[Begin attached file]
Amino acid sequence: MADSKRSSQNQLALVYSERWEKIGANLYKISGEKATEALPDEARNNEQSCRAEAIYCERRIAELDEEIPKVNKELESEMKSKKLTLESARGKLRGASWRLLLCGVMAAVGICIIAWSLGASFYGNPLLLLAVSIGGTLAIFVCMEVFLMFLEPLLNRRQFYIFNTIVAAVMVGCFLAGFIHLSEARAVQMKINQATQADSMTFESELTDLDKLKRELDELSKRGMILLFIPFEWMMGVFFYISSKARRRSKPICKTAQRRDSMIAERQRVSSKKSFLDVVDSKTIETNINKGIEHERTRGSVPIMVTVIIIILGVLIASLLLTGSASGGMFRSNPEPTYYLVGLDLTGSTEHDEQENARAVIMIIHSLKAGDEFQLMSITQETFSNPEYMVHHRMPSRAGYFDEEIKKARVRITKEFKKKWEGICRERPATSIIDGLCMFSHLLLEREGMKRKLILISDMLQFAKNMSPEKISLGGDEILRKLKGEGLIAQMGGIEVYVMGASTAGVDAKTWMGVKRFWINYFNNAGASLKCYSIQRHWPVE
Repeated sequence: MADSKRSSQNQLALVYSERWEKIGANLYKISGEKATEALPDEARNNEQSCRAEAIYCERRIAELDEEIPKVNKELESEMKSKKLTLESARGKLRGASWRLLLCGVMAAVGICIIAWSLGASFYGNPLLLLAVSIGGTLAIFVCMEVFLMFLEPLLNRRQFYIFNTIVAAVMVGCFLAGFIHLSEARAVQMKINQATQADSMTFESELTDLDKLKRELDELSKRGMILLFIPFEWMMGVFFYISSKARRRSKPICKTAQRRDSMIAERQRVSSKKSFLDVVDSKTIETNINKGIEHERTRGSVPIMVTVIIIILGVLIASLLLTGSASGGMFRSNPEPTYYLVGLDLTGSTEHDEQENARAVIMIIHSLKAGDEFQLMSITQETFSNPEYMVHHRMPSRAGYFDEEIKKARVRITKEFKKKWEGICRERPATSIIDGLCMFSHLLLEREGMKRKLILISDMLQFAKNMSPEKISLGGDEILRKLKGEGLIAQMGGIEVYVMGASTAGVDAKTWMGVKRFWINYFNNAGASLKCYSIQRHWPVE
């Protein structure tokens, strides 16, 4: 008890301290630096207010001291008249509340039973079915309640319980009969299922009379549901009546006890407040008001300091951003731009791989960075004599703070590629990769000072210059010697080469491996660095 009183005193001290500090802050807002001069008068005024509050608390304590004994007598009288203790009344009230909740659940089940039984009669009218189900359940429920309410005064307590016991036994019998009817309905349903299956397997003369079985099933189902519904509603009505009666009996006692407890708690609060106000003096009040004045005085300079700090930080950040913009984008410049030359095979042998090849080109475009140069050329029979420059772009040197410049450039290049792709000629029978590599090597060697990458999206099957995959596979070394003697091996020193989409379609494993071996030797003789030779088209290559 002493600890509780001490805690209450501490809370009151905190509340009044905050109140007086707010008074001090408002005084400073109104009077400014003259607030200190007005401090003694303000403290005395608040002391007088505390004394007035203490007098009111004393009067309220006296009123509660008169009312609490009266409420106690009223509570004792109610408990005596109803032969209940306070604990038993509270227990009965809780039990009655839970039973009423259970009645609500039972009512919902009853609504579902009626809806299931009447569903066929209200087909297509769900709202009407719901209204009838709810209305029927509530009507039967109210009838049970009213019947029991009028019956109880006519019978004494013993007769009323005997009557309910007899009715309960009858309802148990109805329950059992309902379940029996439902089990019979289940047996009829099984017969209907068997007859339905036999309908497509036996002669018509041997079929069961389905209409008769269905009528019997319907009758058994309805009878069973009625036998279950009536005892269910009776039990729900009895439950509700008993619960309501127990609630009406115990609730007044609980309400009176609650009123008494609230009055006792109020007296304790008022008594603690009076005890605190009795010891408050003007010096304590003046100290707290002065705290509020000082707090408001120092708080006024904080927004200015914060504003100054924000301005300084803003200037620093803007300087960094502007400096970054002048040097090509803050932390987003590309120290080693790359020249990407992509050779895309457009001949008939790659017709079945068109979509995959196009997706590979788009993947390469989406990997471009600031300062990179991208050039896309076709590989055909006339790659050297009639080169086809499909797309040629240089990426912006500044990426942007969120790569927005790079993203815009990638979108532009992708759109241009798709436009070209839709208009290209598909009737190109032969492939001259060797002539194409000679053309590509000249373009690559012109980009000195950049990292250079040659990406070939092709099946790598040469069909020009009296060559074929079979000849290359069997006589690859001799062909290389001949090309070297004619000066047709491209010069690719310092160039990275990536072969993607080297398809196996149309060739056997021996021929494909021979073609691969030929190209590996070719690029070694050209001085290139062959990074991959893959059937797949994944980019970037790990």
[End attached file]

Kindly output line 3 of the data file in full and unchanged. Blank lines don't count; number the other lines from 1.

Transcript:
């Protein structure tokens, strides 16, 4: 008890301290630096207010001291008249509340039973079915309640319980009969299922009379549901009546006890407040008001300091951003731009791989960075004599703070590629990769000072210059010697080469491996660095 009183005193001290500090802050807002001069008068005024509050608390304590004994007598009288203790009344009230909740659940089940039984009669009218189900359940429920309410005064307590016991036994019998009817309905349903299956397997003369079985099933189902519904509603009505009666009996006692407890708690609060106000003096009040004045005085300079700090930080950040913009984008410049030359095979042998090849080109475009140069050329029979420059772009040197410049450039290049792709000629029978590599090597060697990458999206099957995959596979070394003697091996020193989409379609494993071996030797003789030779088209290559 002493600890509780001490805690209450501490809370009151905190509340009044905050109140007086707010008074001090408002005084400073109104009077400014003259607030200190007005401090003694303000403290005395608040002391007088505390004394007035203490007098009111004393009067309220006296009123509660008169009312609490009266409420106690009223509570004792109610408990005596109803032969209940306070604990038993509270227990009965809780039990009655839970039973009423259970009645609500039972009512919902009853609504579902009626809806299931009447569903066929209200087909297509769900709202009407719901209204009838709810209305029927509530009507039967109210009838049970009213019947029991009028019956109880006519019978004494013993007769009323005997009557309910007899009715309960009858309802148990109805329950059992309902379940029996439902089990019979289940047996009829099984017969209907068997007859339905036999309908497509036996002669018509041997079929069961389905209409008769269905009528019997319907009758058994309805009878069973009625036998279950009536005892269910009776039990729900009895439950509700008993619960309501127990609630009406115990609730007044609980309400009176609650009123008494609230009055006792109020007296304790008022008594603690009076005890605190009795010891408050003007010096304590003046100290707290002065705290509020000082707090408001120092708080006024904080927004200015914060504003100054924000301005300084803003200037620093803007300087960094502007400096970054002048040097090509803050932390987003590309120290080693790359020249990407992509050779895309457009001949008939790659017709079945068109979509995959196009997706590979788009993947390469989406990997471009600031300062990179991208050039896309076709590989055909006339790659050297009639080169086809499909797309040629240089990426912006500044990426942007969120790569927005790079993203815009990638979108532009992708759109241009798709436009070209839709208009290209598909009737190109032969492939001259060797002539194409000679053309590509000249373009690559012109980009000195950049990292250079040659990406070939092709099946790598040469069909020009009296060559074929079979000849290359069997006589690859001799062909290389001949090309070297004619000066047709491209010069690719310092160039990275990536072969993607080297398809196996149309060739056997021996021929494909021979073609691969030929190209590996070719690029070694050209001085290139062959990074991959893959059937797949994944980019970037790990």